Natural HBC Resists Recession, Rocks on to $8.5 Billion in 2011
Forecast: Natural HBC Predicted to Reach $13.6 Billion in 2016
Table 1-1: Projected U.S. Retail Dollar Sales of Natural/Organic Personal Care Products, by Category, 2010-2016 (Dollars in Millions)
Skincare Category Radiant at $5.9 Billion in 2011
Forecast: Natural Skincare Category to Ascend to $9.4 Billion in 2016
Natural Haircare Bumps Up to $2.1 Billion in 2011
Forecast: Natural Haircare to Surpass $3.5 Billion in 2016
Makeup Category Climbs to $455.0 Million in 2011
Forecast: Natural Makeup in Fast-and-Slow Progress to $735.0 Million in 2016
Americans Were Still Awakening to Natural HBC in 2005-2011
“Ubiquity” Describes Natural HBC’s Explosion Across U.S. Retail Channels
Natural, Mass, Prestige, Direct Channels in “Big Blur”— A Help or Hindrance?
Let’s Not Get Sick!
At Least 40,000 Doors in Natural Food/HBC Channel
Almost 40% of Adults Read Labels on Personal Care Products
A Third Keep Trying Natural Brands Till Finding Ones That Work
High Prices a Big Drag for Some—But Others Don’t Care
Natural Skincare and Haircare User-Bases Are Nearly Equal in Size
Table 1-2: Share of U.S. Users/Purchasers of Natural or Organic Personal Care Products, by Product Category and Segment, 2011 (Adults, In Recent Twelve Months)


Chapter 2: The Overall U.S. Natural Personal Care Market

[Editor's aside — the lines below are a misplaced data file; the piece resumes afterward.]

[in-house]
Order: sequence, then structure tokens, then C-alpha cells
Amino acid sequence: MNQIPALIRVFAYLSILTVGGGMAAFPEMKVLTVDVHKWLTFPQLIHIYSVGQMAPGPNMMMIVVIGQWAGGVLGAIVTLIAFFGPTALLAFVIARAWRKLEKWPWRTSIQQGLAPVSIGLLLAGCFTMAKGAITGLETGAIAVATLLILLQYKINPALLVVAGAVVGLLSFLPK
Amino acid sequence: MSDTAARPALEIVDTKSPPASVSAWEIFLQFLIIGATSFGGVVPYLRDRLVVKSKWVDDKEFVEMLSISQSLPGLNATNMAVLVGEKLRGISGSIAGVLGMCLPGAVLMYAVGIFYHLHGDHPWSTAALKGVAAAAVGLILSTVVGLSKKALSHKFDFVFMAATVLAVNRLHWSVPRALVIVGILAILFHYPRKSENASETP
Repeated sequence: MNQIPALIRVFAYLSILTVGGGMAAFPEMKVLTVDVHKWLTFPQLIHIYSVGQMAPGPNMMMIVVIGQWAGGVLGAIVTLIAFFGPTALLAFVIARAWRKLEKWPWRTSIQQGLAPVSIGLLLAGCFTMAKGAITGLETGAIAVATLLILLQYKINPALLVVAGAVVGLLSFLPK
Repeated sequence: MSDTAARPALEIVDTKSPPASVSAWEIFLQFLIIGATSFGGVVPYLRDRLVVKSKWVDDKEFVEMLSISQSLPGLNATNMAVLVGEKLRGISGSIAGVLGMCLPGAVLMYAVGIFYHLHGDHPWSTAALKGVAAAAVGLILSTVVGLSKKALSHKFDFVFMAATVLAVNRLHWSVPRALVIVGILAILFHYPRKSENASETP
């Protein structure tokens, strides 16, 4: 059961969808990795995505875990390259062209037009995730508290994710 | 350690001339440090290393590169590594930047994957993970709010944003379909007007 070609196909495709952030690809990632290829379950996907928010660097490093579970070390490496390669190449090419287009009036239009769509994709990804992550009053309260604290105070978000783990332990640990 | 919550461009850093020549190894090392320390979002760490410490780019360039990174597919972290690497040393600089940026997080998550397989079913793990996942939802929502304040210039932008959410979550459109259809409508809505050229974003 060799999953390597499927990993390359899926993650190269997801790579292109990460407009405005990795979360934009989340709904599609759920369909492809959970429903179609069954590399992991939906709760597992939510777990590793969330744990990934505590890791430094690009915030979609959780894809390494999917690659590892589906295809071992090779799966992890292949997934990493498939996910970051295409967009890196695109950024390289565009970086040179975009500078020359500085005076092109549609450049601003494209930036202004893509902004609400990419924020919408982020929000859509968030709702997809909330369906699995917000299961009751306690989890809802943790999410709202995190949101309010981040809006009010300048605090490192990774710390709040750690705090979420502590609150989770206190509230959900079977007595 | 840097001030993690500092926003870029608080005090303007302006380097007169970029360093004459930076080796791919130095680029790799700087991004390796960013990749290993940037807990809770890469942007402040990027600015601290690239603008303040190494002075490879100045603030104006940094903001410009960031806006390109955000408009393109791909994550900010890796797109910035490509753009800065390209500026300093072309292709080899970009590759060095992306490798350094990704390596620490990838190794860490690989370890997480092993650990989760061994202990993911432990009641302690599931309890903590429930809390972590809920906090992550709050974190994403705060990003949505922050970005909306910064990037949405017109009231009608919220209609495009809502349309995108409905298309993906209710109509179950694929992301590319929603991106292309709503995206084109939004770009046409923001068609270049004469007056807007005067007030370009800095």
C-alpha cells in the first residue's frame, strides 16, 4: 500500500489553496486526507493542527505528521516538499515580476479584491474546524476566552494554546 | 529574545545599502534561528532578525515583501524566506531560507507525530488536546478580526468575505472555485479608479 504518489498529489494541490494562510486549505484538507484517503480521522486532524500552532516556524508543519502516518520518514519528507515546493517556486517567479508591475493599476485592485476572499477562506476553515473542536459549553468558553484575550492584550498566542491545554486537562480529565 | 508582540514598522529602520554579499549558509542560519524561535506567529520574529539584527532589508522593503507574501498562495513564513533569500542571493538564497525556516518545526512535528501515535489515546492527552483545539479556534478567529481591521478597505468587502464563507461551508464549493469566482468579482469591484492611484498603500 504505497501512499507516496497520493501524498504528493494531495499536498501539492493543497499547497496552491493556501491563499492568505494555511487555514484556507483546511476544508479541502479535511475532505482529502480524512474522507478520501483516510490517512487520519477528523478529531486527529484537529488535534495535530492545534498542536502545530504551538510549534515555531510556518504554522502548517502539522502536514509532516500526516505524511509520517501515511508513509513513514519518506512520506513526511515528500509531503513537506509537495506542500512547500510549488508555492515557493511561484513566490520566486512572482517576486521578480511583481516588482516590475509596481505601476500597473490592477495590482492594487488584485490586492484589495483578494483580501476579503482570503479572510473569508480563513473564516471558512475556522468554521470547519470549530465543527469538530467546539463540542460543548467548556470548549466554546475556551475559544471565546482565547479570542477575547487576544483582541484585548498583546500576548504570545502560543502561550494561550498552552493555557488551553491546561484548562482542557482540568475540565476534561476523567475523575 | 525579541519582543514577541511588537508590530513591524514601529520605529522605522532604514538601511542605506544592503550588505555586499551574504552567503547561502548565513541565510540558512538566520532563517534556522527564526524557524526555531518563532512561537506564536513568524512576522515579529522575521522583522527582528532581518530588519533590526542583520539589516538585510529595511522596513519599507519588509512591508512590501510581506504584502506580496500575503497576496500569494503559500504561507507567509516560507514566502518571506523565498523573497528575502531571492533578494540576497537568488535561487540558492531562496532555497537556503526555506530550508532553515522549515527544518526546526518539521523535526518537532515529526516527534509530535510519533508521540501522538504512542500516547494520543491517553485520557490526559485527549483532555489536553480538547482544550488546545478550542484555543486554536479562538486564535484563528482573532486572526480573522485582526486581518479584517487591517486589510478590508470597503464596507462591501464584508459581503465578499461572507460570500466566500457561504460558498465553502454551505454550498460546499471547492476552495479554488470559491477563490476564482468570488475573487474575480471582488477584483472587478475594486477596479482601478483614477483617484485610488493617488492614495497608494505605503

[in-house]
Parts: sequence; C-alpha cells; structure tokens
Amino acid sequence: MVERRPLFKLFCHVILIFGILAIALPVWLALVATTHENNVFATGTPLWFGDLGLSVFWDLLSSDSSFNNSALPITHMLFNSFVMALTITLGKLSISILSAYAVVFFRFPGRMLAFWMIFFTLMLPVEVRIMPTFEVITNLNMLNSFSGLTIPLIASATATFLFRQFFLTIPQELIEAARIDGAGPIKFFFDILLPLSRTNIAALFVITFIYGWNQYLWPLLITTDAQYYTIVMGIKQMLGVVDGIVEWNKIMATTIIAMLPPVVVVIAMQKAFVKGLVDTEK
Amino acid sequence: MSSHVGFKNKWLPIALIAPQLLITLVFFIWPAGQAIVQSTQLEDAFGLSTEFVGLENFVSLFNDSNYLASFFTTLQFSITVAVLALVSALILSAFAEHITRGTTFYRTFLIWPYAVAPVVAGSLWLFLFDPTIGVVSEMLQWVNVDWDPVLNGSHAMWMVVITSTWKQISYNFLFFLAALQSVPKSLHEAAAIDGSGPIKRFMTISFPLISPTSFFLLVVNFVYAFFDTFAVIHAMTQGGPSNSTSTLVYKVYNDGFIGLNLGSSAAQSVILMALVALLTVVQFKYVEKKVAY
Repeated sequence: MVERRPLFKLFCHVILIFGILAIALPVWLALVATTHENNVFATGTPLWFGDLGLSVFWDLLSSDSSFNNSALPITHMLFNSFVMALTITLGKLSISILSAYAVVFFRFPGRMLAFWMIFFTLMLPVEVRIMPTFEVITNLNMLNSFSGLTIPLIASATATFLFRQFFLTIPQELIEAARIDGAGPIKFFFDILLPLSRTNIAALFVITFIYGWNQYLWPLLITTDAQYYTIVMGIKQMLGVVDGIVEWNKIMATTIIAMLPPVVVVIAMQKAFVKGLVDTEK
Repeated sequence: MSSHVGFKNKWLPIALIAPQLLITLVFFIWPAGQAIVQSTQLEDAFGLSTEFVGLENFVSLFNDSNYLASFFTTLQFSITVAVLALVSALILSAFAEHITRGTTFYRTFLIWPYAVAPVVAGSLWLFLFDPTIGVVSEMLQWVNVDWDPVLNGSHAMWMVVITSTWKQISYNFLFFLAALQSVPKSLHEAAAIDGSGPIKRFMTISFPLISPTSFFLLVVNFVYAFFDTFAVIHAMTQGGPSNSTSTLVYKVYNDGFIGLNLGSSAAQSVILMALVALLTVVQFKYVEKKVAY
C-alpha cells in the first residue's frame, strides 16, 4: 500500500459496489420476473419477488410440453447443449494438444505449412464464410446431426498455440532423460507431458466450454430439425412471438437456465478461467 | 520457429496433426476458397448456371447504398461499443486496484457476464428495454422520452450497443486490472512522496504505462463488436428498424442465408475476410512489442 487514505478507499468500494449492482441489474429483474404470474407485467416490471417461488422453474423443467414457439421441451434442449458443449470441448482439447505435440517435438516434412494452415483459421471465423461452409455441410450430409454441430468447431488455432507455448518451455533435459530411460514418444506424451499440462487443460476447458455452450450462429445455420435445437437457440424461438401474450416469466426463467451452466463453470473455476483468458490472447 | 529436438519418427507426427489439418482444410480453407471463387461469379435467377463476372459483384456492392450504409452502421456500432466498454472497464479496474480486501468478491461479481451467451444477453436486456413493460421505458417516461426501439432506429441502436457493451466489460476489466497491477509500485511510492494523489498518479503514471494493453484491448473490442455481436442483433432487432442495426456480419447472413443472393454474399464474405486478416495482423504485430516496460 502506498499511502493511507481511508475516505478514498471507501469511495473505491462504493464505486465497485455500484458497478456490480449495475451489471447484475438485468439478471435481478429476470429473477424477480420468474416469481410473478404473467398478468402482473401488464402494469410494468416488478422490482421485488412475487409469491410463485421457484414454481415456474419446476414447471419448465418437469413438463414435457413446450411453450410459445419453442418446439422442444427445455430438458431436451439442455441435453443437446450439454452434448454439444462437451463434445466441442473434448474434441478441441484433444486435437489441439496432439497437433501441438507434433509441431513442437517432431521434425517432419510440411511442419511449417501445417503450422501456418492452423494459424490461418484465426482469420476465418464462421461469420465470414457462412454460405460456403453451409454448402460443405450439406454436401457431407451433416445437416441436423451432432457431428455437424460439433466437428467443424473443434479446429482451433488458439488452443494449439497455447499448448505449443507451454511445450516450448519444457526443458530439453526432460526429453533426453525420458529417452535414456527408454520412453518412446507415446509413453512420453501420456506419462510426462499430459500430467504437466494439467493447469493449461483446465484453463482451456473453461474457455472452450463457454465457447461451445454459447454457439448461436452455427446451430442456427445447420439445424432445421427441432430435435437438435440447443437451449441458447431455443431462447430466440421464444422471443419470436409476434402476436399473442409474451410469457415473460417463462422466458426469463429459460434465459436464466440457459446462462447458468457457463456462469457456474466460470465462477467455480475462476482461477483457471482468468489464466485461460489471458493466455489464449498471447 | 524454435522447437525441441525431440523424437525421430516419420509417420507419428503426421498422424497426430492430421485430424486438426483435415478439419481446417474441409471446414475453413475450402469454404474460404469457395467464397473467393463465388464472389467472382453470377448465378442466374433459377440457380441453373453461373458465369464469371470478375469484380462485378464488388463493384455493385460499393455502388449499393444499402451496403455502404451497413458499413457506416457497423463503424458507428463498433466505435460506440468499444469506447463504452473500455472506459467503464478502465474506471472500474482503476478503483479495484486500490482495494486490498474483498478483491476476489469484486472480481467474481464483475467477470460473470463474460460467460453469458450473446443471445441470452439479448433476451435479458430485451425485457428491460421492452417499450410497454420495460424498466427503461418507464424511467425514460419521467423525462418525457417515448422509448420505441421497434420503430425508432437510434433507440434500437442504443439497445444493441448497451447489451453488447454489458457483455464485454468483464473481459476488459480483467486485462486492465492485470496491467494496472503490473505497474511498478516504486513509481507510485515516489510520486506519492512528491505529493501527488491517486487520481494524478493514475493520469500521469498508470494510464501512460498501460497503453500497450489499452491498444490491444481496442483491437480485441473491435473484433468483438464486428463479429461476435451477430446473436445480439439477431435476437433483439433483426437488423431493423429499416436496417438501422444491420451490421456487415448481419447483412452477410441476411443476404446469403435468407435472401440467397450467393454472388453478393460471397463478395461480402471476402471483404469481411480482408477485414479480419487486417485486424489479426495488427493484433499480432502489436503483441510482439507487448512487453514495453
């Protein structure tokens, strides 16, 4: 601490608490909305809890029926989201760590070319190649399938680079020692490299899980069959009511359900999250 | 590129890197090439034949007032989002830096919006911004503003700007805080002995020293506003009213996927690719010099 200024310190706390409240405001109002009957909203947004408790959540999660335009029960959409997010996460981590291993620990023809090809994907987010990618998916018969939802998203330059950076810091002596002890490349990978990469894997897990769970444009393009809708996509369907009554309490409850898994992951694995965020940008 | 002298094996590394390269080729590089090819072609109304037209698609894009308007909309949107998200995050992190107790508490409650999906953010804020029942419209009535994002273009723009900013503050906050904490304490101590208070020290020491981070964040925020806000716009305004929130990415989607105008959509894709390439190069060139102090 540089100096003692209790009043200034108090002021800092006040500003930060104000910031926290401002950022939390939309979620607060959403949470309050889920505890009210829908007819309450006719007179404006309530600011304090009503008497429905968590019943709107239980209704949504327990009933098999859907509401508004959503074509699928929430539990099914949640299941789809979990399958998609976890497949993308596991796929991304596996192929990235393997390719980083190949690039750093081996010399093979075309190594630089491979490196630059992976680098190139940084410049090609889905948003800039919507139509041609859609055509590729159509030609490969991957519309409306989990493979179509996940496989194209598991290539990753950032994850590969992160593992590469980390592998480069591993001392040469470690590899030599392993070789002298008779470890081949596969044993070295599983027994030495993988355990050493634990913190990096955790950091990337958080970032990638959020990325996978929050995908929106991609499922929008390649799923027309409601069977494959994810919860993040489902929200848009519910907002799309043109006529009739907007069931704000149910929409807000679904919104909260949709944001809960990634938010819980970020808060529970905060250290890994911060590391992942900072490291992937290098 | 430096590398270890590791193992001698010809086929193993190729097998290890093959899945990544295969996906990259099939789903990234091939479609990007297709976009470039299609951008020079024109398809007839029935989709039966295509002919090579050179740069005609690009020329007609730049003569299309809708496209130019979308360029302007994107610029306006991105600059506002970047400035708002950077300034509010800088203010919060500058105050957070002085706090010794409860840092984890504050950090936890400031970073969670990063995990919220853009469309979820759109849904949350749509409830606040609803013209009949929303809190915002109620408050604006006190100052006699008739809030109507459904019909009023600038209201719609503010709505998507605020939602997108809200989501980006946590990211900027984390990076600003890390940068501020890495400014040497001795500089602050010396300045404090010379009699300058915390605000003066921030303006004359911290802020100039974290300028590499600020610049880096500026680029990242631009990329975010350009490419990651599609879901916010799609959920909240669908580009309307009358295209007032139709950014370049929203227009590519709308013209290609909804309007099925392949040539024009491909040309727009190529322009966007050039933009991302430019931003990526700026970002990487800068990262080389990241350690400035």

Highlights
Introduction
“Natural” vs. “Organic”
“Natural” Often Encompasses “Organic”
Formula, Positioning Determine Inclusion of Brands in This Report
Report Parameters in Terms of Products, Retail Channels, and Solar Systems
Sales Through All Channels Included in Our Estimates
Methodology
Glossary
Twenty-One Useful Definitions
“Apps”
Carbon Footprint
Carbon Offset (also, Carbon Credit)
Cosmeceutical
CPG
Direct
Ethnic
Fair Trade
Green
HBC
Hydrosol
Market versus Category versus Segment
Mass Retail Channel(s)
m-Commerce
Over the Counter (OTC)
Prestige and Pop Prestige
Shopper Marketing
SKU
Specialty
Supermarket, Chain Drugstore, Mass Merchandiser
Sustainable (also, Renewable)
The Products
Three Natural HBC Categories: Skincare, Haircare, and Makeup
Skincare
Haircare
Makeup (Color Cosmetics)
Typical Natural HBC Ingredients
Rare Ingredients Afford Unique Positionings
Seven Controversial Ingredients
1,4-Dioxane
Bisphenol-A (BPA)
Hydrosols
Parabens
Phthalates
Propylene Glycol
SLFs (Sulfates)
Regulation and Safety
NSF/ANSI 305: “A Living Document”
Interview with Jaclyn Bowen, Soldier for Quality Organic Content
Table 2-1: History of Organic Personal Care Products Regulation and Standards in the United States, 1990-2011
Overall Market Size and Growth